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Who Should Report a Hit and Run Accident


In this hit and run personal injury case ICBC disputed that the claimant had made all reasonable efforts to find the fleeing driver, as is legally required in British Columbia. The Supreme Court however found that the claimant acted reasonably and was permitted to  rely on the actions taken by an agent or agents in order to comply with the statutory obligation (George v. ICBC, 2015 BCSC 442).
However, the court was of the view that it is preferable for any driver or passenger of a vehicle who intends to make a hit and run claim for damages with the Insurance Corporation of British Columbia, ICBC, to personally and directly make all reasonable efforts to attempt to identify an unknown driver.
The Claimant was driving a Honda Civic belonging to his friend on Marshall Road in Abbotsford, British Columbia. There was a vehicle stopped on the opposite side of the intersection. After the claimant entered the intersection the other vehicle suddenly turned left (north) across his path  causing a collision which spun the claimants car 180 degrees.
The Claimant’s personal injury lawyer at the time testified that he advised the claimant to report the accident to ICBC within 24 hours; call the police to report the accident; and to put up a sign at the location of the accident asking for possible witnesses to come forward.
The personal injury lawyer testified that he usually relied on the registered owner of the vehicle to be responsible for making the necessary efforts to attempt to identify the unknown driver in a hit and run situation. The personal injury lawyer recommended the owner put an advertisement in a local newspaper or on the popular internet site known as “craigslist” asking for witnesses to the accident to make contact.
The lawyer testified that he usually gives or sends to clients involved in an alleged “hit and run” accident a brochure or excerpts from a book he had self-published that includes information about s. 24(5) of the Insurance (Vehicle) Act, but did not recall and made no record of whether he did so in this case.
The owner of the vehicle testified that he telephoned ICBC’s “Dial-a-Claim” number and reported the accident.  He  went to an ICBC centre where the Honda Civic was examined by an ICBC estimator.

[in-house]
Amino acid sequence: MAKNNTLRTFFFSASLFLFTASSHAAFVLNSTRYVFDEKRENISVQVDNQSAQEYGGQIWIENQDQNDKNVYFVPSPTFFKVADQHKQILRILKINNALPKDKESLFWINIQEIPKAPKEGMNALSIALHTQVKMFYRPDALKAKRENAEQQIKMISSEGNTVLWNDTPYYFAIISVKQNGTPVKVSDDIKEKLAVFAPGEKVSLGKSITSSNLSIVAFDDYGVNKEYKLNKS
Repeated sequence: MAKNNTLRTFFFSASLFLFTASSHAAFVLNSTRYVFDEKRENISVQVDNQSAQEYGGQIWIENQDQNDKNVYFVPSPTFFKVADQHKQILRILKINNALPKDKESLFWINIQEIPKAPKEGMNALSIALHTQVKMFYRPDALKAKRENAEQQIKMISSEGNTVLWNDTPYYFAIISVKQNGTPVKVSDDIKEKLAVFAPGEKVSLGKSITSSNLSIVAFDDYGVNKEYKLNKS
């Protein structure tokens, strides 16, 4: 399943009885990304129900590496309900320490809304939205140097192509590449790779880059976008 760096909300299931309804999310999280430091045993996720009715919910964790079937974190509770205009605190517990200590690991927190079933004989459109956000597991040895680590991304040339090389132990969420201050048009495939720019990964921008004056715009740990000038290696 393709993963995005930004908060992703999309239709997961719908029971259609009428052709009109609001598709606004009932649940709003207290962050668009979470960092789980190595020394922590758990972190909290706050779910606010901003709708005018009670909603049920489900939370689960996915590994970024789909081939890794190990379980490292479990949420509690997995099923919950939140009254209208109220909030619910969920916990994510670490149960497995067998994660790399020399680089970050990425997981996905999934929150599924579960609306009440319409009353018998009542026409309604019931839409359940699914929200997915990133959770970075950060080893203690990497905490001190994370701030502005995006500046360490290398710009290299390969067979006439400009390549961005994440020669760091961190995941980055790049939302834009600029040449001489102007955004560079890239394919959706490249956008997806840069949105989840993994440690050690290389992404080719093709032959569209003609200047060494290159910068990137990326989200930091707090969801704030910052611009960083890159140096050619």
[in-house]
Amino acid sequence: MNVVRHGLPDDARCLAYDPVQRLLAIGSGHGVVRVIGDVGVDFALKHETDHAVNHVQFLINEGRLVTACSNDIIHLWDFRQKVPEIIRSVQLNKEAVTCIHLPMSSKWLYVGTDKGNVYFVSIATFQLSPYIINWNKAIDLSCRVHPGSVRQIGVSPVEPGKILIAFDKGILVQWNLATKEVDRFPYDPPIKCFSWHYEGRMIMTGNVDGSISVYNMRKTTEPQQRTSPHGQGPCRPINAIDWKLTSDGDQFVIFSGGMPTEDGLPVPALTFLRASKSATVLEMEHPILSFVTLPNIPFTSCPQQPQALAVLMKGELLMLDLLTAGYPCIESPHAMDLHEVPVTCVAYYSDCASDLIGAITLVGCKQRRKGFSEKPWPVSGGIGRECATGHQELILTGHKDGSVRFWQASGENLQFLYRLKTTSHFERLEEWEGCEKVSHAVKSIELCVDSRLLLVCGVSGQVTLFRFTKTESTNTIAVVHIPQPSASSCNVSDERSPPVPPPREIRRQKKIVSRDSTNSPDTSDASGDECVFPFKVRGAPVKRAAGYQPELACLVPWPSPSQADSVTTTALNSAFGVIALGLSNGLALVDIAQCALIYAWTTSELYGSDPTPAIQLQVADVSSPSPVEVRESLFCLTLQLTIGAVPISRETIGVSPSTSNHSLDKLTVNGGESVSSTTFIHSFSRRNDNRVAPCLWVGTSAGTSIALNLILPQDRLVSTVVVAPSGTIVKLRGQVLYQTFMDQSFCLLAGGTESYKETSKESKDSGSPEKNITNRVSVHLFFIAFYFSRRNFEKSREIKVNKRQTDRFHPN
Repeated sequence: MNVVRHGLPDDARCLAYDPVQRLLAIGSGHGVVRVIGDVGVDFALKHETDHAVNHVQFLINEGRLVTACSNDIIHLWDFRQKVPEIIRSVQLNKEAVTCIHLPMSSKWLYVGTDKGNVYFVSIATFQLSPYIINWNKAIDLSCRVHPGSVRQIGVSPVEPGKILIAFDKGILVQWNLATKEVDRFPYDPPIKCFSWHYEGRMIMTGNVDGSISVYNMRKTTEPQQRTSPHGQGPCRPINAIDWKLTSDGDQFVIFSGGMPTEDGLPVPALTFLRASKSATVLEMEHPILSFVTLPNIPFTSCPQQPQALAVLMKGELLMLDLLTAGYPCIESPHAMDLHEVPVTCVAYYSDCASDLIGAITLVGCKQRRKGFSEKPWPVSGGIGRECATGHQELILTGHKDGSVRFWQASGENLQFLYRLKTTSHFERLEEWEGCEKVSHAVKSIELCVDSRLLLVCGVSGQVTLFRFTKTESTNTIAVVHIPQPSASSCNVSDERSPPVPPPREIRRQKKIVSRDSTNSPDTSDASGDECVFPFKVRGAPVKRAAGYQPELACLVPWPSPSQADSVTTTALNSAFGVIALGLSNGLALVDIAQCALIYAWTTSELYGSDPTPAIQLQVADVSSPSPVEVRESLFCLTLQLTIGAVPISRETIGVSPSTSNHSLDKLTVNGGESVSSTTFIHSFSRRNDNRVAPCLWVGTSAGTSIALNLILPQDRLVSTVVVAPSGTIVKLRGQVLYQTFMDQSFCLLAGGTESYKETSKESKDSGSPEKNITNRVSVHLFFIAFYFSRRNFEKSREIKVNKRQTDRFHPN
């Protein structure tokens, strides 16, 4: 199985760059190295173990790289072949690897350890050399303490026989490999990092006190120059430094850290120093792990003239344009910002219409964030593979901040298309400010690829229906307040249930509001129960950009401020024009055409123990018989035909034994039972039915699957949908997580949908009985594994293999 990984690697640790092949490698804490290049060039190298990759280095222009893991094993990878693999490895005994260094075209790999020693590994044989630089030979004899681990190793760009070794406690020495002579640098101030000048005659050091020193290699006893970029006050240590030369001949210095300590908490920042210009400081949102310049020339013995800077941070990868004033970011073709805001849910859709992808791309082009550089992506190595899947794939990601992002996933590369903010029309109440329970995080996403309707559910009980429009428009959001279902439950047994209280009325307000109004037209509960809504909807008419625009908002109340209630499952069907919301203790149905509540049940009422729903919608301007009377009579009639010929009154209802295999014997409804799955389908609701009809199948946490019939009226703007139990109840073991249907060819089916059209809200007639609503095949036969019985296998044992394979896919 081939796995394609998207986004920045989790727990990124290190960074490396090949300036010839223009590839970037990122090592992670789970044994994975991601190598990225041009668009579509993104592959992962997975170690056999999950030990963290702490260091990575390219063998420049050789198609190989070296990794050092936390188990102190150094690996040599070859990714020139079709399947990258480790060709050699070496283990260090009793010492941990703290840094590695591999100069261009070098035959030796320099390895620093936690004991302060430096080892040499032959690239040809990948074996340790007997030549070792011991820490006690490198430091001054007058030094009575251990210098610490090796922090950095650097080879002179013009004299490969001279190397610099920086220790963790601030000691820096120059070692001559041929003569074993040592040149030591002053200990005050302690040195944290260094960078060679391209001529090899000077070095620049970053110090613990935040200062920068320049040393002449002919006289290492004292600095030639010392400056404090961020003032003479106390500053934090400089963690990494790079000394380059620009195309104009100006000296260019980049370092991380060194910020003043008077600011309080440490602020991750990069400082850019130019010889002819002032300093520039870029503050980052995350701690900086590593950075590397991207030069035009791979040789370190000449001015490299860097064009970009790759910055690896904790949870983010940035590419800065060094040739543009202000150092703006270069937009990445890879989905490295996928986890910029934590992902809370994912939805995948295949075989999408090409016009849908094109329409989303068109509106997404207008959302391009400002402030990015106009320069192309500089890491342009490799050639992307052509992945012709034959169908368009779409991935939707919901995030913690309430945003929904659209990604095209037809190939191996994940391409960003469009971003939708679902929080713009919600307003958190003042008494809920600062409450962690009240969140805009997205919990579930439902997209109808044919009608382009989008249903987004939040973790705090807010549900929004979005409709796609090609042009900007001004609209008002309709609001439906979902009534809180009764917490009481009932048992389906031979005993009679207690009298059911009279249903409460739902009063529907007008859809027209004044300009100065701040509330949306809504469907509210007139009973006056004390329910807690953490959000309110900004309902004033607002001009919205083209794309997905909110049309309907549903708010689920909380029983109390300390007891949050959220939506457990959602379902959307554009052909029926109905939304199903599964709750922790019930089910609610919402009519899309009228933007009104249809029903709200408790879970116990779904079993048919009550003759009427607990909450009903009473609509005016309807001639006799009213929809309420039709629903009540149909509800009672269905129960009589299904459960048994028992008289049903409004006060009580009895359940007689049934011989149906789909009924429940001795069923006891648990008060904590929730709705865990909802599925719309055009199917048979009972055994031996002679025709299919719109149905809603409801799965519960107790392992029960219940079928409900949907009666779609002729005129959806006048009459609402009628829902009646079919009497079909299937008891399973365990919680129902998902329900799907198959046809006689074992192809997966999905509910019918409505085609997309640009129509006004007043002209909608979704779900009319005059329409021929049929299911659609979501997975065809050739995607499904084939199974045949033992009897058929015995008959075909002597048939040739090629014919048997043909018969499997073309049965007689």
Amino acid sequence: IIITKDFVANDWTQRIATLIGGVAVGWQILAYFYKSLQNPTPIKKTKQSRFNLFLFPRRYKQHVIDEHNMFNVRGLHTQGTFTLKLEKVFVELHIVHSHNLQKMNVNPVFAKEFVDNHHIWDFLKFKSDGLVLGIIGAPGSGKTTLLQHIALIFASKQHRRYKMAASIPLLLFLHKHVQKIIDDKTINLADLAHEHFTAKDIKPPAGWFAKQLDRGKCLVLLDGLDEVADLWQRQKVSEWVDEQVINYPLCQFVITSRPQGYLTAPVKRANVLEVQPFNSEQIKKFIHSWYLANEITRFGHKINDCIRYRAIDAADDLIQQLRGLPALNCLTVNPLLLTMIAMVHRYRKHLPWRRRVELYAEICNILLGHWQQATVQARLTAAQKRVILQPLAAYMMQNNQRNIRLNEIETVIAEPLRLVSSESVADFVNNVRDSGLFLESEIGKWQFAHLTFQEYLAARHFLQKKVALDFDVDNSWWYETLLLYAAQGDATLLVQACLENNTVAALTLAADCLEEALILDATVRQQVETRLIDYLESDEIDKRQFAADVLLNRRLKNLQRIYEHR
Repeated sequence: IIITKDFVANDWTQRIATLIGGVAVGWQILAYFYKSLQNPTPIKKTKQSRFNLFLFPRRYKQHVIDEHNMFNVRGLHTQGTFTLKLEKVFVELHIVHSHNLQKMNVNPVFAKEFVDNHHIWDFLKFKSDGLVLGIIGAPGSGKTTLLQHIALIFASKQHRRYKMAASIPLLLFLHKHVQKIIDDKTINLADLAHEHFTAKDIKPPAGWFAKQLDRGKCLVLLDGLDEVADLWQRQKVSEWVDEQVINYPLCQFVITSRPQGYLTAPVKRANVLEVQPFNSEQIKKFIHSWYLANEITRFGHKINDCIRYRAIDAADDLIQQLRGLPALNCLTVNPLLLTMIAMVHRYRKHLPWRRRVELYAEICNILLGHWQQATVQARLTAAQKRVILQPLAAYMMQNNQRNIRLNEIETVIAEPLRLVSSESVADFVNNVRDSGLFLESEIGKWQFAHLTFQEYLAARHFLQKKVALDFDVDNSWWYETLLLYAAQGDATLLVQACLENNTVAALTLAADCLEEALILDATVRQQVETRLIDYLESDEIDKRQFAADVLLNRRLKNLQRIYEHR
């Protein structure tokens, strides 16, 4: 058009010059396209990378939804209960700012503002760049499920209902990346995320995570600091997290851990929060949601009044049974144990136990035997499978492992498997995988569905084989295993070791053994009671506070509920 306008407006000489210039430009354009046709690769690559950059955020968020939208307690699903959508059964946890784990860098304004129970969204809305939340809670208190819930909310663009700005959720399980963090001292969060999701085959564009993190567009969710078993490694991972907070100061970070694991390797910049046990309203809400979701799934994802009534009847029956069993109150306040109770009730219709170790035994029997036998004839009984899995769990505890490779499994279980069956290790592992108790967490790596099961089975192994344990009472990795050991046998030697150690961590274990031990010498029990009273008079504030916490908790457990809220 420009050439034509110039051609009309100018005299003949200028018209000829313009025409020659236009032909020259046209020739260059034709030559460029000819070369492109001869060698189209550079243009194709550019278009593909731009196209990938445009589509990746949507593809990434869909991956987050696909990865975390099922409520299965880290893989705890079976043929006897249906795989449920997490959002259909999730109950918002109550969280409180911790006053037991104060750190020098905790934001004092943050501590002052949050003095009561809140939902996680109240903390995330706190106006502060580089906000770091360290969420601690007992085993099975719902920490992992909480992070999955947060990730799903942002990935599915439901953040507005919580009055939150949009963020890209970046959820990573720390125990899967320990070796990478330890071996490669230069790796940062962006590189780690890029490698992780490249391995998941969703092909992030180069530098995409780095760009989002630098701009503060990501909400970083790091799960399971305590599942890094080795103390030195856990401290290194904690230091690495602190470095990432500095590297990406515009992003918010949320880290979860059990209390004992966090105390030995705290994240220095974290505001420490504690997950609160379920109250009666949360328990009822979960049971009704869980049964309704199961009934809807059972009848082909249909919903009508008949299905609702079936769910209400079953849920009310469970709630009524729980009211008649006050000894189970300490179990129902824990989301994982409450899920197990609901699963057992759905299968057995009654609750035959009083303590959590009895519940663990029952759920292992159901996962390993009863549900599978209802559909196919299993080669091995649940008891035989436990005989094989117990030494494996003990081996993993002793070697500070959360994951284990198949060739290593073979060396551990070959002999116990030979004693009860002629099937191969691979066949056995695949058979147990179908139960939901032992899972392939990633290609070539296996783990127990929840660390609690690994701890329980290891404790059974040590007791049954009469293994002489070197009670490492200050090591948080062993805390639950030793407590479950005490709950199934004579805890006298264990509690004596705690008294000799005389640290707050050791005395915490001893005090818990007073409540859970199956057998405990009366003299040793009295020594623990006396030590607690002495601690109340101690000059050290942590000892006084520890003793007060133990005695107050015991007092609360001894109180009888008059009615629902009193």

The owner, not the claimant,  made a hand-printed sign and posted it on a pole at the intersection of Marshall Road and Clearbrook Road.  He said the writing on the sign was quite large and he believed it could be read by drivers travelling southbound on Clearbrook Road if travelling at a moderate speed.  The notice included his telephone number.
The owner of the vehicle, and not the claimant, also posted a notice asking for witnesses to come forward on a popular internet site called “craigslist”.
The owner testified that he and claimant did not specifically discuss what steps he was taking to attempt to identify the unidentified driver of the other vehicle involved in the collision; and the claimant did not specifically ask him if a sign had been posted, but knew that the owner was taking steps.  The claimant was told by the lawyer that the owner would take the necessary steps to attempt to identify the driver of the other vehicle involved in the collision.
Both the owner and claimant had  spoken with the police officer at the scene of the accident and the officer failed to obtain the name of the driver who had told police about the accident. As the judge concluded:

[31] In the circumstances of this case, I am satisfied that [the claimant] can rely on the efforts made by [owner] and his then-[personal injury lawyer], to attempt to ascertain the identity of the unknown driver.  I am satisfied that [the owner] and [the personal injury lawyer] made all reasonable efforts, in the circumstances, to attempt to identify John Doe.  I conclude that the identity of the unknown driver is not ascertainable.

[32]  It would be preferable, in my view, for any driver or passenger of a vehicle who intends to make a claim for damages, to personally and directly make all reasonable efforts to attempt to identify an unknown driver.  A plaintiff who relies on others to make efforts on his or her behalf runs the risk that the “agent” relied on may not take adequate, or any steps.  I am not persuaded, however, that a party may not rely on the actions taken by an agent or agents in order to comply with the statutory obligation.  In many circumstances, the claimant may be unable to personally take steps – because he or she has suffered a significant injury, for example, or is hospitalized following the accident.

 Where there are a number of injured people involved in an accident it makes little sense to require each of them to personally post signs at the accident scene or place advertisements.  However, the injury claim may be barred by s. 24(5) if the agent on whom he or she relies has not made all reasonable efforts to identify the unknown driver.
The claimant was awarded the following:

Pain and Suffering $50,000.00
Out of Pocket Expenses 5,700.00
Past loss of income 20,000.00
Future loss of capacity 20,000.00
Future cost of care 3,000.00
TOTAL $98,700.00

Learn more about hit and run claim in British Columbia and watch our short video:

Tags: Hit and Run, ICBC Injury claim, Pain and Suffering, Report Accident to ICBC, report to ICBC, what to do after a car accident

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"Renn A. Holness is a gifted lawyer and author to over 1000 legal blog articles. Married father of two daughters, son of a neurosurgeon and founder of Holness Law Group."

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